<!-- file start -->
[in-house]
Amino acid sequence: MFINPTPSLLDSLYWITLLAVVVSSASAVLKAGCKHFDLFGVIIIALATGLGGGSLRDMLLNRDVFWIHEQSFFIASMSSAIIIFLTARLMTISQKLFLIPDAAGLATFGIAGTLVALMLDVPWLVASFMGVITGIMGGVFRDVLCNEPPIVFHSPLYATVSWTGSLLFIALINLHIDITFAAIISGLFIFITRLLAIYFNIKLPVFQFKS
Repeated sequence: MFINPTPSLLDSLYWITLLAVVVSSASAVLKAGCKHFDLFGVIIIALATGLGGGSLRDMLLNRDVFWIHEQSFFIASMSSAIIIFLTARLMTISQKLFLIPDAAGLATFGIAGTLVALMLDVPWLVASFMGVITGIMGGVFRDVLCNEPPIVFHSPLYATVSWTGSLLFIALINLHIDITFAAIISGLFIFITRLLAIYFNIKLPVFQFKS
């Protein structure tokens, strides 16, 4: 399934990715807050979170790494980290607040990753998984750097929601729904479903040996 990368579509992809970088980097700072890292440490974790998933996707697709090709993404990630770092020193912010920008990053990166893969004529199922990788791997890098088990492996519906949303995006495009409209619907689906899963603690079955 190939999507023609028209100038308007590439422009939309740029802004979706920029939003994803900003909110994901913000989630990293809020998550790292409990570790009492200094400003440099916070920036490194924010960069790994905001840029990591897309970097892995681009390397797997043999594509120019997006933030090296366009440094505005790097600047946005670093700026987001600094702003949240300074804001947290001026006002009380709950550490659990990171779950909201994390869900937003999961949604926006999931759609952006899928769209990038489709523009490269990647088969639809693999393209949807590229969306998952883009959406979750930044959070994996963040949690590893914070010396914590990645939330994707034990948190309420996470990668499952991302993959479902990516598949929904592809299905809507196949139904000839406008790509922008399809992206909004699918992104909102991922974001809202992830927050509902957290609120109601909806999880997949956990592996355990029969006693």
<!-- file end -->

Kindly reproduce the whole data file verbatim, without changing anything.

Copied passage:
[in-house]
Amino acid sequence: MFINPTPSLLDSLYWITLLAVVVSSASAVLKAGCKHFDLFGVIIIALATGLGGGSLRDMLLNRDVFWIHEQSFFIASMSSAIIIFLTARLMTISQKLFLIPDAAGLATFGIAGTLVALMLDVPWLVASFMGVITGIMGGVFRDVLCNEPPIVFHSPLYATVSWTGSLLFIALINLHIDITFAAIISGLFIFITRLLAIYFNIKLPVFQFKS
Repeated sequence: MFINPTPSLLDSLYWITLLAVVVSSASAVLKAGCKHFDLFGVIIIALATGLGGGSLRDMLLNRDVFWIHEQSFFIASMSSAIIIFLTARLMTISQKLFLIPDAAGLATFGIAGTLVALMLDVPWLVASFMGVITGIMGGVFRDVLCNEPPIVFHSPLYATVSWTGSLLFIALINLHIDITFAAIISGLFIFITRLLAIYFNIKLPVFQFKS
């Protein structure tokens, strides 16, 4: 399934990715807050979170790494980290607040990753998984750097929601729904479903040996 990368579509992809970088980097700072890292440490974790998933996707697709090709993404990630770092020193912010920008990053990166893969004529199922990788791997890098088990492996519906949303995006495009409209619907689906899963603690079955 190939999507023609028209100038308007590439422009939309740029802004979706920029939003994803900003909110994901913000989630990293809020998550790292409990570790009492200094400003440099916070920036490194924010960069790994905001840029990591897309970097892995681009390397797997043999594509120019997006933030090296366009440094505005790097600047946005670093700026987001600094702003949240300074804001947290001026006002009380709950550490659990990171779950909201994390869900937003999961949604926006999931759609952006899928769209990038489709523009490269990647088969639809693999393209949807590229969306998952883009959406979750930044959070994996963040949690590893914070010396914590990645939330994707034990948190309420996470990668499952991302993959479902990516598949929904592809299905809507196949139904000839406008790509922008399809992206909004699918992104909102991922974001809202992830927050509902957290609120109601909806999880997949956990592996355990029969006693």